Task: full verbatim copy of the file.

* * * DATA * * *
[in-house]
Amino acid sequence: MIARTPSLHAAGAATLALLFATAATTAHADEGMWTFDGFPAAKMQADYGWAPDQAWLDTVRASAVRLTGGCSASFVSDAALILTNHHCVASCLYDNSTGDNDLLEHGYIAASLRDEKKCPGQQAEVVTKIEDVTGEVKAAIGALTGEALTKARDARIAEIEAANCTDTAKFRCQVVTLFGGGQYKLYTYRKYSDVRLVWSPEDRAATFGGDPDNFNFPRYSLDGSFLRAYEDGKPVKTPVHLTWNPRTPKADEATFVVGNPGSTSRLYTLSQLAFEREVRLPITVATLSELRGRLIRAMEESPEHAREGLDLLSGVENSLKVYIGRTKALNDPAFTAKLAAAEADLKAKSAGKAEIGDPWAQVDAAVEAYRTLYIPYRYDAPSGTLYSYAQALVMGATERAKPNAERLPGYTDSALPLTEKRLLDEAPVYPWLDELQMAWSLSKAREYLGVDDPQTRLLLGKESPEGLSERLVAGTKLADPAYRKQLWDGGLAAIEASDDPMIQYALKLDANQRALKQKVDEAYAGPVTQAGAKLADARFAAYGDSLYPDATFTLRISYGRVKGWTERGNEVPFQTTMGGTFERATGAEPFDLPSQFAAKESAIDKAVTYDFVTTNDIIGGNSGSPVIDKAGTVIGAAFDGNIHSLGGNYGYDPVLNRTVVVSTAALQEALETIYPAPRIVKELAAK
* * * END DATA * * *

[in-house]
Amino acid sequence: MIARTPSLHAAGAATLALLFATAATTAHADEGMWTFDGFPAAKMQADYGWAPDQAWLDTVRASAVRLTGGCSASFVSDAALILTNHHCVASCLYDNSTGDNDLLEHGYIAASLRDEKKCPGQQAEVVTKIEDVTGEVKAAIGALTGEALTKARDARIAEIEAANCTDTAKFRCQVVTLFGGGQYKLYTYRKYSDVRLVWSPEDRAATFGGDPDNFNFPRYSLDGSFLRAYEDGKPVKTPVHLTWNPRTPKADEATFVVGNPGSTSRLYTLSQLAFEREVRLPITVATLSELRGRLIRAMEESPEHAREGLDLLSGVENSLKVYIGRTKALNDPAFTAKLAAAEADLKAKSAGKAEIGDPWAQVDAAVEAYRTLYIPYRYDAPSGTLYSYAQALVMGATERAKPNAERLPGYTDSALPLTEKRLLDEAPVYPWLDELQMAWSLSKAREYLGVDDPQTRLLLGKESPEGLSERLVAGTKLADPAYRKQLWDGGLAAIEASDDPMIQYALKLDANQRALKQKVDEAYAGPVTQAGAKLADARFAAYGDSLYPDATFTLRISYGRVKGWTERGNEVPFQTTMGGTFERATGAEPFDLPSQFAAKESAIDKAVTYDFVTTNDIIGGNSGSPVIDKAGTVIGAAFDGNIHSLGGNYGYDPVLNRTVVVSTAALQEALETIYPAPRIVKELAAK